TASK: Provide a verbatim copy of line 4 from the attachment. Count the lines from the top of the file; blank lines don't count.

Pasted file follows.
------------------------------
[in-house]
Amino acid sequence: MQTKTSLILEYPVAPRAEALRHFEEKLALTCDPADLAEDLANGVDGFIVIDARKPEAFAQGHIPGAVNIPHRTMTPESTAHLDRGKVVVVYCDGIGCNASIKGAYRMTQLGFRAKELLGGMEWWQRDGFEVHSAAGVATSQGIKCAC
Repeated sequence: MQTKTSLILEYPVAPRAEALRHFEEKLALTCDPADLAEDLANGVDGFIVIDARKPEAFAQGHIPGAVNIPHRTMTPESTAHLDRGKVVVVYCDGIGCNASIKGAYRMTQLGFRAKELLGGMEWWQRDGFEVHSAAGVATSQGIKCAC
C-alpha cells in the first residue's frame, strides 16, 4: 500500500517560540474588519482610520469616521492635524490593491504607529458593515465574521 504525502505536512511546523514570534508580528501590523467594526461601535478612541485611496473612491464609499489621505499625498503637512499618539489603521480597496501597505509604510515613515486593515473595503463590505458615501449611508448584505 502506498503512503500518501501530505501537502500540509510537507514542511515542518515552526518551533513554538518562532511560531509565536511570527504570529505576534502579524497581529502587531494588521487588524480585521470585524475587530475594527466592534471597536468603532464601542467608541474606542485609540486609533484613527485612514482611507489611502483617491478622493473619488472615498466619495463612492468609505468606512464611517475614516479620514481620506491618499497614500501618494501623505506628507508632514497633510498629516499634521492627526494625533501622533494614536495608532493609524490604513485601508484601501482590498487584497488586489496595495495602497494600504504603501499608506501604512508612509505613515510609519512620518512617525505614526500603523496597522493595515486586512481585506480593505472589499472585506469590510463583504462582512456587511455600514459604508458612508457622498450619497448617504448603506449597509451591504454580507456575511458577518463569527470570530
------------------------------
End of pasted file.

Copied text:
C-alpha cells in the first residue's frame, strides 16, 4: 500500500517560540474588519482610520469616521492635524490593491504607529458593515465574521 504525502505536512511546523514570534508580528501590523467594526461601535478612541485611496473612491464609499489621505499625498503637512499618539489603521480597496501597505509604510515613515486593515473595503463590505458615501449611508448584505 502506498503512503500518501501530505501537502500540509510537507514542511515542518515552526518551533513554538518562532511560531509565536511570527504570529505576534502579524497581529502587531494588521487588524480585521470585524475587530475594527466592534471597536468603532464601542467608541474606542485609540486609533484613527485612514482611507489611502483617491478622493473619488472615498466619495463612492468609505468606512464611517475614516479620514481620506491618499497614500501618494501623505506628507508632514497633510498629516499634521492627526494625533501622533494614536495608532493609524490604513485601508484601501482590498487584497488586489496595495495602497494600504504603501499608506501604512508612509505613515510609519512620518512617525505614526500603523496597522493595515486586512481585506480593505472589499472585506469590510463583504462582512456587511455600514459604508458612508457622498450619497448617504448603506449597509451591504454580507456575511458577518463569527470570530